After weeks of closure, crews in Glenwood Canyon, Colorado are hoping to partially reopen the state’s Interstate 70 as soon as Saturday, August 14, 2021 — a major step in reopening the roadway that has been closed since major mudslides caused significant damage on July 31, 2021.
An August 2, 2021, announcement from Colorado Governor Jared Polis had noted that the state’s Interstate 70 could be closed for weeks after the mudslides had caused damage too significant to handle quickly.
“My directive to CDOT is to reopen [Interstate 70] as quickly as possible,” Polis said, “with at least some model for the flow of traffic — even one lane each direction — and then to hopefully restore full functionality by ski season to Glenwood Canyon.”
According to Colorado state officials, the damage has been significant — though she declined to estimate the full amount, Colorado Department of Transportation (CDOT) Director Shoshana Lew noted that “It’s a very grave situation in Glenwood Canyon right now,” and that the damage may cost the state tens of millions of dollars in new construction.
However, the process was seen to likely be a difficult project for the state to complete, as Polis added at the time that “We are taking immediate action to rebuild the damaged sections as soon as possible, but we won’t be fully aware of the extent of the damage until the debris is cleared…We’re looking at a few days to weeks, and more likely getting into the weeks category.”
Interstate 70 is already having work done elsewhere in Colorado, as well, ensuring that the highway will have significant improvements in the near future.
The $1.2 billion Central 70 project being helmed by Kiewit Meridiam Partners, which will reconstruct a 10-mile stretch of the interstate in Denver, is still scheduled for completion in late 2022 and 2023.
Construction suspended on Highway 50 to alleviate delays
In order to alleviate the situation with Interstate 70, CDOT officials opened US Highway 50 between Gunnison, Colorado, and Montrose, Colorado. The highway had been closed often since spring 2021 as part of the Little Blue Canyon Improvement project.
Though this option allows for more travel in the state, it also causes more problems for construction companies, as contractors and workers don’t know when they’ll be allowed to resume work on the Little Blue Canyon project.
Kathleen Wanatowicz, public information manager for the Little Blue Creek Canyon Improvement Project, noted that the closure of Interstate 70 isn’t a guaranteed work stoppage for Highway 50.
“If there is an extended period of time in which I-70 closes, we work very closely with CDOT to then determine, does US 50 open?…So it’s not a given that when the canyon closes, US 50 opens,” Wanatowicz said.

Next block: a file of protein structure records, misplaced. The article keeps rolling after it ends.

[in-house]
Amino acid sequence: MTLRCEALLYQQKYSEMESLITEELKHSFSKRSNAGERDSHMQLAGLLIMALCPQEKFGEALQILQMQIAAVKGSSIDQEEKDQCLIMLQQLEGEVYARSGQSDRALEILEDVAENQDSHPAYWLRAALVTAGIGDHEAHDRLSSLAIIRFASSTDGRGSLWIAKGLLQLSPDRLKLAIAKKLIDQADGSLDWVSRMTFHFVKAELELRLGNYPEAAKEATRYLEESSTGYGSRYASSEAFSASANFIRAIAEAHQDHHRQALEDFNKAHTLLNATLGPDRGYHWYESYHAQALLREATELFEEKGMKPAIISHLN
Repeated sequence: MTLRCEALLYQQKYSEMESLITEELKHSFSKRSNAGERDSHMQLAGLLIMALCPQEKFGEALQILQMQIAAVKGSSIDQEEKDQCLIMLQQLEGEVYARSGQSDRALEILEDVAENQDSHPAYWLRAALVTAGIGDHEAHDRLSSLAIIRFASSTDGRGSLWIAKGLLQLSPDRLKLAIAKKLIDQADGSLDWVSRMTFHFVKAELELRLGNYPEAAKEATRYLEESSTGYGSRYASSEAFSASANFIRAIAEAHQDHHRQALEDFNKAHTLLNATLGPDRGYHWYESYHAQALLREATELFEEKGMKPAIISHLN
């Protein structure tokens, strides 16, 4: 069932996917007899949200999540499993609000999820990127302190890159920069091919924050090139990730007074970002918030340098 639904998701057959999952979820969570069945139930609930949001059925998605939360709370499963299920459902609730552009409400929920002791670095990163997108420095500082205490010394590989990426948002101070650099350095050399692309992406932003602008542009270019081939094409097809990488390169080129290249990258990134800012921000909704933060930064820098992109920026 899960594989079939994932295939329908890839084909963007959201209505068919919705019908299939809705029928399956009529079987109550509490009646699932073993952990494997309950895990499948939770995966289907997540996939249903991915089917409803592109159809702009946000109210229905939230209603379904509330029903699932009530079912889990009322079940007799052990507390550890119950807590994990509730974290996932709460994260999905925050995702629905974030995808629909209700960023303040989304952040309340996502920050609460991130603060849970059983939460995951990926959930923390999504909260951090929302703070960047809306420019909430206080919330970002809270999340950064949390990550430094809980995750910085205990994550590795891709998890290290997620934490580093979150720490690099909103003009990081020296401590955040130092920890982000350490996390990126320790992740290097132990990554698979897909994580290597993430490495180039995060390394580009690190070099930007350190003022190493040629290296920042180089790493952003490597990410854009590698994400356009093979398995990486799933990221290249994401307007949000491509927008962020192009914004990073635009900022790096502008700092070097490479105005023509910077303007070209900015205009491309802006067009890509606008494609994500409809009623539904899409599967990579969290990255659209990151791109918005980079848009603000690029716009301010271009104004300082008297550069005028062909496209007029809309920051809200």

The project, which is scheduled to be completed in 2022, has contractors eager to resume work, as development is still being done in some parts of the area. “Inside the canyon we’re still doing the crane operations with the rock blasting, scaling and drilling,” Wanatowicz added. “A new second crane is arriving as well. The crane will be drilling just west of the existing bridge.”
Issues may lead to significant new construction to keep problems from arising in the future
In order to prevent future issues — and fix the current slate of problems — Colorado’s state government made a major request to the US Department of Transportation for $116 million in emergency aid, with an additional request that $11.6 million be sent immediately.
“While Coloradans understand the magnitude of destruction, the disruption to people’s lives and livelihoods grows as the interstate remains closed,” Governor Polis and CDOT Director Lew wrote in their request to USDOT. “Federal support, including quick release of funds, will greatly assist our efforts to restore functionality to the interstate and allow people to have the connectivity they rely on.”
According to Governor Polis, nearly half of the $116 million that Colorado is seeking would be spent on removing debris and repairing the interstate, with $50 million going towards a study of the highway’s resiliency and $10 million allocated for improving state highways that are serving as detours in the current disaster.
As part of this, local governments are also looking to upgrade their roads to serve as alternatives for the interstate. When talking about the Cottonwood Pass — a seasonal road that connects parts of the state’s Eagle County to Roaring Fork Valley, and has been previously floated as an alternative route to Interstate 70 — Garfield County Commissioner Tom Jankovsky noted that “The political will could be there now…You have both counties and the state in favor of looking at this. I think it is a sea change.”
Eagle County Manager Jeff Shroll noted that these improvements would be necessary, even though CDOT has not offered its support for such upgrades in the past: “We do need to all kind of rally behind and get and support something that’s far greater than what we have now…this isn’t the last time we’re going to see Glenwood Canyon crippled.”
Even though CDOT hasn’t always supported these alternative routes, state officials may be more open in the near future. CDOT Director Lew noted that if it secured the requested federal funding, the agency would use some of it to fortify routes such as Cottonwood Pass.
However, Lew also reinforced the idea that Interstate 70 will be the state’s main goal in terms of construction, adding that “Getting I-70 open and functional as soon as possible is our mandate from the governor and our highest priority.”